Ed Venice in The AI Drives at Night

by Kermit Woodall


Ever since my stint in the Navy ended, I found myself washed up and working out of an infested office down in Venice Beach as an investigator for Acme Insurance. Los Angeles isn’t anyone’s choice for bargain real estate, but Acme always managed to find the cheapest offices for field agents. The catch was an infestation that no exterminator had proven a match for. I could handle it, but it still bugged me.

My secretary, Vera Cruise (no relation), had an assignment for me that Monday morning. Vera was blond, tall, and had curves in all the right places. I had also painfully discovered, that she knew several of the martial arts. The toes of her shoes were shaped like small forks, and, well, I guess tines wound all heels.

The assignment involved one of Acme’s clients who found themselves in uber trouble. They’d been testing a self-driving car and had run over a shopping cart lady Sunday night. The poor old dame had cashed her last government check, alright. The client claimed no fault. She’d jumped out in front of the car. The car company said the data backed him up. So I walked over and met with the guy and asked him to run over it again.

The hombre’s name was Joey. He had a grey pouched face, big ears, and was five foot five of pure jumpy. But he stuck to his story like toilet paper on a shoe. Next stop, the car company. Since my buggy was in the shop, as usual, I called my secretary, and she gave me a lift.

I was met in the lobby by the company’s CEO. They’re all alike. With their gym workouts and spray tans. Slick bros with a thin veneer of culture. His office had antique eight-track tapes on the wall. He told me he had bad news. “No records?” I suggested. He agreed. Claimed the accident had erased the data as well as the old broad. All they had was a dark dashcam video showing the lady moving in front of the car in the last second.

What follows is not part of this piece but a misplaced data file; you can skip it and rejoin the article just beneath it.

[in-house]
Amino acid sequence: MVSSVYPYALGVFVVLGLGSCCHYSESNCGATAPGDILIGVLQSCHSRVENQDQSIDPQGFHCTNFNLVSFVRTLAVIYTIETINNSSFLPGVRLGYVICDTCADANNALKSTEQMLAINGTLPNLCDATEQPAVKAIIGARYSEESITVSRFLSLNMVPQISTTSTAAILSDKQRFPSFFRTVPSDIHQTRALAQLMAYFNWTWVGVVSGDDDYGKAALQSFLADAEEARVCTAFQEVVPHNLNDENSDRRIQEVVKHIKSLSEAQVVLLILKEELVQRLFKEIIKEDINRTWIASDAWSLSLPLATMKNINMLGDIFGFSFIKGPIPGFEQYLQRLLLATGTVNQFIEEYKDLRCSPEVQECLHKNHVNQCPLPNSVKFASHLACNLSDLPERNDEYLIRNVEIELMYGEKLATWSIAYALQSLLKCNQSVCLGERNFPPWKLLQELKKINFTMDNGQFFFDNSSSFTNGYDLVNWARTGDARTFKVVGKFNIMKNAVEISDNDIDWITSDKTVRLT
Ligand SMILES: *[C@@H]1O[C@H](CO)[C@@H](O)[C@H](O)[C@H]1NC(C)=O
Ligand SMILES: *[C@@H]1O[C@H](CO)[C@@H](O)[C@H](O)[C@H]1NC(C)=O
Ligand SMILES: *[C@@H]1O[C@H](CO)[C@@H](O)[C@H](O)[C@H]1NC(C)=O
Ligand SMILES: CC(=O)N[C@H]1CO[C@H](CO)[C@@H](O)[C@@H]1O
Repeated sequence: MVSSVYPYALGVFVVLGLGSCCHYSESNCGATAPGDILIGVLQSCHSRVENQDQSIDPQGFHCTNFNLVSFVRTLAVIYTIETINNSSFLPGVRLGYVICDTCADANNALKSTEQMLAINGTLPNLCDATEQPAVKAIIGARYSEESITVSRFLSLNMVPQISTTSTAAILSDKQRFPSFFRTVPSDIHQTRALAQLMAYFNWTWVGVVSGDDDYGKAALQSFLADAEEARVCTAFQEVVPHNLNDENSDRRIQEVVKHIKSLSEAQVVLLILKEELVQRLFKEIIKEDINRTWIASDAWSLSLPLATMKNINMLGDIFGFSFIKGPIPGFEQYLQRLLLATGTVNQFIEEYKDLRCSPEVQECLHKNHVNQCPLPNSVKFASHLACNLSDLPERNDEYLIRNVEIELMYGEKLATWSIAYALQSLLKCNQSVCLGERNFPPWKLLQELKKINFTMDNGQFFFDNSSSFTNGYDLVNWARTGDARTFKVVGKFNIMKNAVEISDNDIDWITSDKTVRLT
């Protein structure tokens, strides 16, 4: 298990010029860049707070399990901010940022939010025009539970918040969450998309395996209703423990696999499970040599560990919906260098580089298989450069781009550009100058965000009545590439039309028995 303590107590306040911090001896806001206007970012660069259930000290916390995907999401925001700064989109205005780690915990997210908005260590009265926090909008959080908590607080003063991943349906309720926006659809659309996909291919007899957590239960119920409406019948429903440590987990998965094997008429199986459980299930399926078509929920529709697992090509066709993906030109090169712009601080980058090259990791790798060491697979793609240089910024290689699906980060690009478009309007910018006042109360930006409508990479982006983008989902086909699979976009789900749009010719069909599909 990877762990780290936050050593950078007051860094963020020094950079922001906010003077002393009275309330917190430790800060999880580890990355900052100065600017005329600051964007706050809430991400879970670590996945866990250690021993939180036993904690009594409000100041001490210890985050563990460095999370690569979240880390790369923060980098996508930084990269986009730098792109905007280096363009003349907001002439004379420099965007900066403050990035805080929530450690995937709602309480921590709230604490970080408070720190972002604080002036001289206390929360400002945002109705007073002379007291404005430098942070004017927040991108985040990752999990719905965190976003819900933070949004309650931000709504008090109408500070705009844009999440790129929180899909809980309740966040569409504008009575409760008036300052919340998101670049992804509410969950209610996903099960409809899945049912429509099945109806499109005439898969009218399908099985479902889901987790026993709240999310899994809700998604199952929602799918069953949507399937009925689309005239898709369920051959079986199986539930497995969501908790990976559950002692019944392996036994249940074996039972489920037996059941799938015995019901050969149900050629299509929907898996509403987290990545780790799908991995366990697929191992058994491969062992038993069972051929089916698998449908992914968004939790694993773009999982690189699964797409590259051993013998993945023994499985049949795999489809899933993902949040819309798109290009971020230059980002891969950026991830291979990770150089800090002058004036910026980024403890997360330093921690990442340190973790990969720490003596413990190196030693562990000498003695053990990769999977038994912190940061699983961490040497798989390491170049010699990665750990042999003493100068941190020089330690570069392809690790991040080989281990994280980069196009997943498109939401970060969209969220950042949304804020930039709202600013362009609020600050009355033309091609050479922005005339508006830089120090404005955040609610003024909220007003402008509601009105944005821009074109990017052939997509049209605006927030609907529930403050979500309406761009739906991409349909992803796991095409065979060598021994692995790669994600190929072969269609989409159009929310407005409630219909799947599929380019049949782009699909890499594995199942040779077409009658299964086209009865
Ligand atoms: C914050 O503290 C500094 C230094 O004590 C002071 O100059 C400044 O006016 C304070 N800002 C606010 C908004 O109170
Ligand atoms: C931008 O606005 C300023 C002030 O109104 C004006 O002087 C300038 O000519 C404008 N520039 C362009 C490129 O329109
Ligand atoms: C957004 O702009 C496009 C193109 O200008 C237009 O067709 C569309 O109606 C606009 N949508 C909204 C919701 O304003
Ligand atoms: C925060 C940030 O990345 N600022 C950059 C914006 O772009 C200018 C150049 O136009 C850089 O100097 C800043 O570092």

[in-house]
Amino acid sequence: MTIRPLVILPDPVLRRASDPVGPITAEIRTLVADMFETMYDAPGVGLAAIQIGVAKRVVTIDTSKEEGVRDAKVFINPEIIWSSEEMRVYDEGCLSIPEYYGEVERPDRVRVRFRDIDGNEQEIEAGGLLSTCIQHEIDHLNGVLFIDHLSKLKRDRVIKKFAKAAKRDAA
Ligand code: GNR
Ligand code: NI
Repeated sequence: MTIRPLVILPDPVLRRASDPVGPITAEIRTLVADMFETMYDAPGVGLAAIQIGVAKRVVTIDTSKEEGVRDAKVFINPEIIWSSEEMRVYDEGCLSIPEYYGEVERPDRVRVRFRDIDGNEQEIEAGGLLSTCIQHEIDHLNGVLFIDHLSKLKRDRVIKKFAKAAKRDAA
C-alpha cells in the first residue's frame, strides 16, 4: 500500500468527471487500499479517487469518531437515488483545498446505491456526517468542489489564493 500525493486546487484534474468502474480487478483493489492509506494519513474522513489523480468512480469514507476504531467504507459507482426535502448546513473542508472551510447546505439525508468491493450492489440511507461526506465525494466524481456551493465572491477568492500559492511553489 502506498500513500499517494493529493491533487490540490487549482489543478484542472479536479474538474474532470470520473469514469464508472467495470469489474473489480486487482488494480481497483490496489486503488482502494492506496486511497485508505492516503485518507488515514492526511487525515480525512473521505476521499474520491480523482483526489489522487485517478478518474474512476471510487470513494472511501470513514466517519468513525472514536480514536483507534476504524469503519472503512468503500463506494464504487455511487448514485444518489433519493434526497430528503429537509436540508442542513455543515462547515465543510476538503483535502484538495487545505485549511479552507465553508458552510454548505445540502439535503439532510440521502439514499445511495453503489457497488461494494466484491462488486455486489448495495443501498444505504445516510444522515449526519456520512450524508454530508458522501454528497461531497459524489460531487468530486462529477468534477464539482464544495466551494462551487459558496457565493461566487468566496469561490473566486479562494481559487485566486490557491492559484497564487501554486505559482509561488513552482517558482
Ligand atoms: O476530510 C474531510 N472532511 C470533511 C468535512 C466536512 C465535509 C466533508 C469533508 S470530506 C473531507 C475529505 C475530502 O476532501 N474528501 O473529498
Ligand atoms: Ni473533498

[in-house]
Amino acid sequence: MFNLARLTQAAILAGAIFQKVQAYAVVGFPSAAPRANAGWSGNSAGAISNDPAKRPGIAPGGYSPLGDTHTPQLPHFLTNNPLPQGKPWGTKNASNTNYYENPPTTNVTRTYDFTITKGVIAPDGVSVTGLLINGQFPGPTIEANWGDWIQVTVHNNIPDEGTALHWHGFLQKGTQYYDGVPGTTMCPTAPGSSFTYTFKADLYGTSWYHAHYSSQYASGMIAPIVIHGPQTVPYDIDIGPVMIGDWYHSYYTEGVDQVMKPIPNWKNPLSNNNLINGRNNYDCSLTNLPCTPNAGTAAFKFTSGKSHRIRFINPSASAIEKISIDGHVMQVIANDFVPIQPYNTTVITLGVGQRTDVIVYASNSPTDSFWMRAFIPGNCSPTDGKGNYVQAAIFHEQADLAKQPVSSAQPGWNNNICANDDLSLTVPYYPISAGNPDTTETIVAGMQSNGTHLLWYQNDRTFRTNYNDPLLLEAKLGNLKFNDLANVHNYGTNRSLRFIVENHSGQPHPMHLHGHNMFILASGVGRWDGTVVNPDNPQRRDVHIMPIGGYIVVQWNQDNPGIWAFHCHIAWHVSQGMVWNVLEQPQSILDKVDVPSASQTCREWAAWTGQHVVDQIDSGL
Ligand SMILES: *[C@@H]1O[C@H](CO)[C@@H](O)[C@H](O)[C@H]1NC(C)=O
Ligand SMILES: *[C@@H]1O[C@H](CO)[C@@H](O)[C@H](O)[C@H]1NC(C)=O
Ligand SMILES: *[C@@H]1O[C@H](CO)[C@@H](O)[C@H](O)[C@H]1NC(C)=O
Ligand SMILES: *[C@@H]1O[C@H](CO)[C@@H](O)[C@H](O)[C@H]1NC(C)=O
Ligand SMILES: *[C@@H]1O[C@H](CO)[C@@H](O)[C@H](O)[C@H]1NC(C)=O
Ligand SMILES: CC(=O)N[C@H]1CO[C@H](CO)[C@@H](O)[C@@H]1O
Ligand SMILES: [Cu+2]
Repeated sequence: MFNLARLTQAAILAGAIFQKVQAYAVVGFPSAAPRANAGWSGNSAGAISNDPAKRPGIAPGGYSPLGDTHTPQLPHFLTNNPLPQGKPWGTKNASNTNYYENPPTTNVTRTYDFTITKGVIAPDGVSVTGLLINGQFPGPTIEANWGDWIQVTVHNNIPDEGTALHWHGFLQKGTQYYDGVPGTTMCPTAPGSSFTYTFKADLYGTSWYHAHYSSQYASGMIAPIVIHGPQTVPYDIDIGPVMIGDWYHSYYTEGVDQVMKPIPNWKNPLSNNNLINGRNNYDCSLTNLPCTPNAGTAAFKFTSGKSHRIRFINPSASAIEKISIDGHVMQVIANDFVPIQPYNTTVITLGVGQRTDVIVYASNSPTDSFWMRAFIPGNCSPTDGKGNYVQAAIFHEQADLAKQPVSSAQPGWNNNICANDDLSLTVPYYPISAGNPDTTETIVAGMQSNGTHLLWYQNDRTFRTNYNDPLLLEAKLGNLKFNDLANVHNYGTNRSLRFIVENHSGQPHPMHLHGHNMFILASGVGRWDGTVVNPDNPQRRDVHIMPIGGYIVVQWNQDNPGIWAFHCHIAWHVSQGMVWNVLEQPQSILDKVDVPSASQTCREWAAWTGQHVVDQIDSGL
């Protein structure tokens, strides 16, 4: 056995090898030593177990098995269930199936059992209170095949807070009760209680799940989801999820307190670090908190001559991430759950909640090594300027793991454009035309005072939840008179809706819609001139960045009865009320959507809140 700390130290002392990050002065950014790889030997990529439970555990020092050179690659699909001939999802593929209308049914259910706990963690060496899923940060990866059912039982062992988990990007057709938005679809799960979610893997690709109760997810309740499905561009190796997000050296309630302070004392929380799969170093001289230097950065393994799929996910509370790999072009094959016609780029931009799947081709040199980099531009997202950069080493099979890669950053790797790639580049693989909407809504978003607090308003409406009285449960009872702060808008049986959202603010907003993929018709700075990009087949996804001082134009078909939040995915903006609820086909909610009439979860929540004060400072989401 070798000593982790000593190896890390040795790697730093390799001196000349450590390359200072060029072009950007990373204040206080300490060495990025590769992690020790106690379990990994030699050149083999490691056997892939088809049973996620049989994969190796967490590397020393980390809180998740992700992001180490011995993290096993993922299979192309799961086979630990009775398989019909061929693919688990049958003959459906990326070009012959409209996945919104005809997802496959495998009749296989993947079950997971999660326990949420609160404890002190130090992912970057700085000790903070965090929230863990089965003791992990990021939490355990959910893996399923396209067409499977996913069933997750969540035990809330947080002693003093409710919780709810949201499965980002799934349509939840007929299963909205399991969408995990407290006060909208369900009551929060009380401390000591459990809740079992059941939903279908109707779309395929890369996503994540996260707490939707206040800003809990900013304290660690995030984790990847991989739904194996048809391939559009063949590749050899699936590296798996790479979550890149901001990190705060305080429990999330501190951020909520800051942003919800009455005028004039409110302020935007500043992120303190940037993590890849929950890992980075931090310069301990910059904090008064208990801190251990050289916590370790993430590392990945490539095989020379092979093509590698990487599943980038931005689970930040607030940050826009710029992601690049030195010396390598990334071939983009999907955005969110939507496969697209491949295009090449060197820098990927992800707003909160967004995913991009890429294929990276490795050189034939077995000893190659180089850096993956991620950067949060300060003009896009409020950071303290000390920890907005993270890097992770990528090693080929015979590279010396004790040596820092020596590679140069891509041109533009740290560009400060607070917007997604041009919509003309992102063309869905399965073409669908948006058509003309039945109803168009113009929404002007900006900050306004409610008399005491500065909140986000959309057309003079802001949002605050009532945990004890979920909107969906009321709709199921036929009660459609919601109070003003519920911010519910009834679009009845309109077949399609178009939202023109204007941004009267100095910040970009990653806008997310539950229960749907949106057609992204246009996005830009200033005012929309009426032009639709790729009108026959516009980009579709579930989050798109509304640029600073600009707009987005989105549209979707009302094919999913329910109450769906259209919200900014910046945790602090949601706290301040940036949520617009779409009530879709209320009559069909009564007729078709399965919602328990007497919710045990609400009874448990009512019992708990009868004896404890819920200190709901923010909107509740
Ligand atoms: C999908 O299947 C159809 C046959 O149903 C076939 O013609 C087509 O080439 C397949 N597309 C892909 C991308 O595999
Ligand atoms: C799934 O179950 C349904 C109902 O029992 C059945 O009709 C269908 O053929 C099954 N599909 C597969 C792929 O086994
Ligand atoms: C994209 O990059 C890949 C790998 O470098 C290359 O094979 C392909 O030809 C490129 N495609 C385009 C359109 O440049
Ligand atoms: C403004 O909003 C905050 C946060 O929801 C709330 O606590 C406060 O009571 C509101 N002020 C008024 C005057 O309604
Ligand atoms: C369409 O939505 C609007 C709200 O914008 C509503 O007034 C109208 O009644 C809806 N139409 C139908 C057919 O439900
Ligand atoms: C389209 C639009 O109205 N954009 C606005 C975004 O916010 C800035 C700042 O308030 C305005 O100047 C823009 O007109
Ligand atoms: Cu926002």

Vera and I took a drive that night down the same road. Something wasn’t right. The street was as well lit as a sailor on leave. The video I’d seen shouldn’t have been that dark and the driver and client and the car should’ve seen the old lady. I checked and noticed that the buildings here all featured security cameras. So, I rolled my shoulders and decided to play a hunch.

I visited the building nearest the accident scene the next day and asked to review their security footage. There were yards of it, but I paced through it, inch by inch and finally there was what I was looking for in spades. Bingo. Now it was time to go fish.

I called in the client, the car company, and we all met with Acme’s lawyer. The mouthpiece served them coffee, but their mugs claimed innocence. The shyster then showed them the video. It was queued up to when the car came into view. Our client was playing with himself on a smartphone game and was blind to what transpired. The car was in the left lane, but when the old sister saw the car coming, she moved her getaway sticks fast and started through the right lane towards the sidewalk. The car, much too late, changed lanes with her and that was it. The car’s AI crashed.

I told our client and the auto exec the same thing. Plenty of fault on both sides of this. Our client wasn’t watching the road, and the car’s AI made the wrong lane change. In short, it was a clear case of auto correct fail.